Sixth Sunday of Easter
May 05, 2024 – 10:30 AM
Saint Cecilia Catholic Community
Deacon Sharon Kay Talley
Acts 10:25-26;34-35;44-48 | Psalm 98:1-4
I John 4:7-10 | John 15:9-17

 +In the name of the Father, and of the Son, and of the Holy Spirit, AMEN.

Since our first reading today is from Acts, I thought I’d share this story with you:

An elderly woman had just returned to her home from an evening of religious service when she was startled by an intruder.  As she caught the man robbing her home of its valuables, she yelled, “Stop: Acts 2:38 (which is turn from your sin).  The burglar stopped dead in his tracks.  The woman calmly called the police and explained what she had done.  As the officer cuffed the man to take him in, he asked the burglar, “Why did you just stand there?  All she did was yell a scripture to you.”  “Scripture?”  replied the burglar, “She said she had an AXE and two 38’s!”

Our readings today invite us to reflect on the profound love of God and the transformative power of the Holy Spirit in our lives.

In our first reading from Acts, we have three powerful messages from several verses which describe significant events in early Christianity:

First, when Peter tells Cornelius to “Stand up! I too am a man.”  it underscores the principle that we as Christians, should not worship other humans, but should reserve worship for God alone.

Second, when Peter states, “Truly I understand that God shows no partiality, but in every nation anyone who fears Him and does what is right is acceptable to Him.”  By this statement, Peter is emphasizing a profound truth:  God’s acceptance is not limited to a particular ethnicity or group of people.  Instead, anyone from any nation who reveres God and lives according to righteousness is welcomed by Him.

Third, while Peter was saying all these things, the Holy Spirit fell on all who heard the word.  And the believers from among the Jewish people present were amazed because the gift of the Holy Spirit was poured out on everyone, including the Gentiles.  Then, Peter proclaimed that they all be baptized in the name of Jesus.  This event signifies a pivotal moment in the early church demonstrating that the message of Jesus is for all people, regardless of their cultural or ethnic background.

These verses from Acts highlight the universality of the Christian message, the importance of humility in worship, and the transformative power of the Holy Spirit in breaking down barriers between different groups of people.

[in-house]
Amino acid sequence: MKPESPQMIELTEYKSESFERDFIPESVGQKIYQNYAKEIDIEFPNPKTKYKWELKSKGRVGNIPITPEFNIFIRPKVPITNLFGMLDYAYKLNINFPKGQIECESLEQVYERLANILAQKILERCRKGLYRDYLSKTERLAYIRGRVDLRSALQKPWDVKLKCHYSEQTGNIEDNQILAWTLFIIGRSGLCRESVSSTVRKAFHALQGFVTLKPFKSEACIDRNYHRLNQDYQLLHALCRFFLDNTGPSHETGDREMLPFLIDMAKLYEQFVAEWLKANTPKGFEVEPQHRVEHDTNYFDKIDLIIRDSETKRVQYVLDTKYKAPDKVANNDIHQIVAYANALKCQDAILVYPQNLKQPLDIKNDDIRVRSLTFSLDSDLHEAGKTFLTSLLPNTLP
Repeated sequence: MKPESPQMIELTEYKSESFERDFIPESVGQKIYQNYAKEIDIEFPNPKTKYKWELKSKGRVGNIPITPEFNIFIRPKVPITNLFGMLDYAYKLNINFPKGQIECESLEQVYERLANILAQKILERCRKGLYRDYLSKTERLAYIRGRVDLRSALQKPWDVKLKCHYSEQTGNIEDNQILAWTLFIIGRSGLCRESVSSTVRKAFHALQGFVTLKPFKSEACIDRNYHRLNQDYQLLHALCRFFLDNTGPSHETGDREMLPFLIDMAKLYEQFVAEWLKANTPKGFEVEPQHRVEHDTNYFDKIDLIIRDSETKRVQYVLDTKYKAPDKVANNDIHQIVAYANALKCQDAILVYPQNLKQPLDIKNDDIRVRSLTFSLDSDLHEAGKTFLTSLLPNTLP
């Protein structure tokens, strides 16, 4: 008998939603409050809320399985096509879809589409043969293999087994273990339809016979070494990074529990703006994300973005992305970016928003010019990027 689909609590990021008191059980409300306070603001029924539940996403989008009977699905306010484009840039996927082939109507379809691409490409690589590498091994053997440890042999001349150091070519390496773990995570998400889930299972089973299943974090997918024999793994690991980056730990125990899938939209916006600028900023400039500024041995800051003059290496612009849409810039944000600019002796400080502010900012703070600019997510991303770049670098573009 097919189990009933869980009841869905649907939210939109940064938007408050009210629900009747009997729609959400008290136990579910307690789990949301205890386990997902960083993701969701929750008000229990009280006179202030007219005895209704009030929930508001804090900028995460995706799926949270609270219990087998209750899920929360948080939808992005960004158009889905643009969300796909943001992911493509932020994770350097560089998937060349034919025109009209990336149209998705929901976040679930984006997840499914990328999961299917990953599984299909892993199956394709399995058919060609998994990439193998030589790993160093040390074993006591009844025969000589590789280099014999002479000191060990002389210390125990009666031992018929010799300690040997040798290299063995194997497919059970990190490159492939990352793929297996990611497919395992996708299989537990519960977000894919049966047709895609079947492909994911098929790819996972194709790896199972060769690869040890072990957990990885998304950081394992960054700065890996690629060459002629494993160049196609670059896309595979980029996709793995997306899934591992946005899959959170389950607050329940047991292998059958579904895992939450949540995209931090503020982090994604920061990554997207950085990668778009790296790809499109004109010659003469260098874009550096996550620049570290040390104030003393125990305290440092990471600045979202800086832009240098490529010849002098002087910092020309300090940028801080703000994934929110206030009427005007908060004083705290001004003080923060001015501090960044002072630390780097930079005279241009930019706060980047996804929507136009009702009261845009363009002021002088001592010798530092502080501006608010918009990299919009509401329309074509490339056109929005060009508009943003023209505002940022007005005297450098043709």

In today’s Gospel from John, Jesus speaks to His disciples about the importance of love.  He commands them to love one another as He has loved them, recognizing that love is the true hallmark of discipleship.  Jesus imparts to His disciples a timeless commandment, one that encapsulates the essence of all His teachings and the very core of Christian life: “Love one another as I have loved you.”

So, what does it mean to love as Jesus loves? Well, it is a love that transcends mere sentiment or emotion, it is a love that is sacrificial, selfless, and unconditional.  It is a love that seeks the good of the other above all else.  Jesus demonstrated this love throughout all His earthly ministry.  He did so through His compassion for the marginalized, by His forgiveness of sinners, and ultimately in His sacrificial death on the

cross for the redemption of humanity.

Let me ask you this question…are you a disciple of Jesus?

As disciples, we are called to emulate His example of love in our daily lives.  We are called to love not only those who are easy to love, but also those who challenge us, those who hurt us, and even those who may seem unlovable.  True discipleship requires us to love without reservation, without discrimination, and without expecting anything in return.

Furthermore, Jesus reminds us that His commandment to love is not merely an option, but a mandate.  He says, “This is my commandment: love one another as I have loved you.”  It is a commandment that is inseparable from our identity as followers of Jesus.  To love one another is not just a suggestion, it is the very essence of what it means to be a Christian.

In a world that often seems divided by hatred, prejudice, and strife, the call to love one another stands as a radical counter-cultural message.  It challenges us to break down the barriers that separate us from one another—whether they be barriers of race, ethnicity, nationality, or ideology, and to recognize the inherent dignity and worth of every human person, as beloved children of God.

Loving one another is not always easy.  It requires humility, patience, and forgiveness.  It requires us to step outside of our comfort zones and to extend ourselves in generosity and kindness.  It requires us to see the face of Jesus in every person we encounter, especially in those who are most in need of our love and compassion.

As we continue on our journey through this Easter season, may we be inspired by the example of Christ’s love and may we strive to love one another with the same selflessness and devotion.  Let us pray for the grace to live out this commandment every day, knowing that in loving one another, we bear witness to the transformative power of the Gospel and become true disciples of the One who loved us first. Amen.